A long time ago on a planet not so far away, brand marketers had it easy. They could hire an agency of record that would not only make fantastic TV, print and radio ads, but also place them in front of the right audience at the right time.
As the world grew more complex, we started to see these AORs split into discrete units that focused more intently on one part of the action. First, creative AORs separated from media AORs. Then traditional split from digital. Then we saw the emergence of social AORs.
Now, it's becoming increasingly clear that brands need content AORs.
Content is growing at an unprecedented rate because traditional advertising is getting disrupted at an exponential rate. Audiences are ignoring ads, cutting cable cords and downloading ad blockers like never before.
But, the same forces that are disrupting advertising are also creating incredible opportunities for brands. Consumers want transparency and control through their digital devices. To get audiences (and especially those ad-block-loving millennials) to start paying attention again, we must produce things they actually want to see. That's why brands are forecasted to spend more than $300 billion per year on content marketing by 2019, almost double what it is now, according to PQ Media.
Much of current content marketing, however, is simply entertainment. While it might reference a brand's positioning, it often does not have a coherent view or purpose. Despite our enthusiasm, few brands are reporting breakthrough return on investment.
Great content means a lot more than simply making cool posts on Facebook, Instagram and Twitter. And it's a lot more than simply creating three-minute videos, desperately hoping they go viral. It's about brands taking a leadership position and standing for something bigger than their products and more important than their marketing. It's about both inspiring the audience and empowering the audience.
Great content can certainly serve the entire sales funnel, but its core role is in the mid-funnel: shifting consumers' perceptions. It helps the audience understand what makes a brand different or better. It works most effectively when audiences access it via their own volition, unlike traditional marketing, which requires paid media to garner attention.
This is new territory for agencies, which have historically leaned on paid media to focus on the top of the funnel (awareness) and the bottom of the funnel (conversions). This new type of thinking requires a new type of agency -- the content AOR. Content AORs can't simply be traditional agencies that shift to a new media paradigm. That is what leads to the untenable amount of uninspired brand videos we have today.
At its core, it requires an understanding that audiences are not monolithic. Just as media buyers target ads based on specific behaviors, content AORs need to reach discrete audiences at specific times. That requires listening capabilities that leverage disparate data, creative teams that can produce discrete forms of content for both rational and emotional stages of the journey and technical chops for building immersive experiences that are personalized based on real-time data.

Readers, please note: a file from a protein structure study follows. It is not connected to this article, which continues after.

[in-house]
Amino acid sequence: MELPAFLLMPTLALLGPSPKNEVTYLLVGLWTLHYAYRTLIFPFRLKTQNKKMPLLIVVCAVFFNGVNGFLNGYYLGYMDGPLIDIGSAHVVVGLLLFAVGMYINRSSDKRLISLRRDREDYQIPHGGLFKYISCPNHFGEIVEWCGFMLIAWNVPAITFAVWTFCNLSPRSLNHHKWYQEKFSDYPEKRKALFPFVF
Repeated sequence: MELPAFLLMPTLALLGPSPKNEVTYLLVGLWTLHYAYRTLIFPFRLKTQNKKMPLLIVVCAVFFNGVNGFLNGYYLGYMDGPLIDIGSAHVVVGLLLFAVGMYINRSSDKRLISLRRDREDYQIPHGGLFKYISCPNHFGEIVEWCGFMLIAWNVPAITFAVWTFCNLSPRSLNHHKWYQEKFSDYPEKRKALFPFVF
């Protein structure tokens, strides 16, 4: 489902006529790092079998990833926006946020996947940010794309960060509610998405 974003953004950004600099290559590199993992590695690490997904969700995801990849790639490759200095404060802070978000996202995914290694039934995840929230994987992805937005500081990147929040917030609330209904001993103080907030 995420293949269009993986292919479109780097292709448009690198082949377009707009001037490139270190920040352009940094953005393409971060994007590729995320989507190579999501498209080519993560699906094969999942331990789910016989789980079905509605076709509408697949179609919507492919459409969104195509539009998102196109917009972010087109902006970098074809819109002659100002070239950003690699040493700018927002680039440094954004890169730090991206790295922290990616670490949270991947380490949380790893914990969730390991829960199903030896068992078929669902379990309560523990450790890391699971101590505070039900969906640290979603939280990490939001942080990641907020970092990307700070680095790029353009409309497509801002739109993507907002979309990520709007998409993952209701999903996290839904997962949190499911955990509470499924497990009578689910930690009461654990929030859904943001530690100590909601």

Content AORs need to get creative teams to work with the insights teams to move beyond "one and done" content, like a campaign, and move to an ongoing conversation that takes place between brands and consumers. Sometimes a brand should speak by creating content; other times it should listen by interpreting data. To succeed, we have to embrace a process that requires constant care and feeding. Like any great conversation, if we allow it to lag, our customers will walk.
Agencies of record came into being when businesses realized that the skills and culture required to create great creative are different from those required to develop great products and services. This stage is no different; a strategic understanding of all aspects of content marketing lies outside the core competencies of most brands. It's about getting the artists, geeks and organizers to play well in the sandbox.
Breakthrough content will be developed by agencies that were born and raised in the digital revolution. Agencies that have the ability to not only develop the content, but also the commitment to leveraging data in more complex ways than simply media targeting. It requires a commitment to creating both emotionally engaging content but also the more mundane tools that consumers need for frictionless experiences buying and using products. And, perhaps most critically, it requires the technical skills to build experiences that live within the consumer journey, not interrupt the journey.
Audiences are desperate for useful, empowering and inspiring content. This has led to the reactionary creation of content overload, which is only making the equation that much more difficult. Brands can build the tools, resources and culture to do it internally or can attempt to get their traditional agencies to make the shift. Many will succeed, but it will be an arduous battle. That's why content AORs will be a key component of the marketing ecosystem.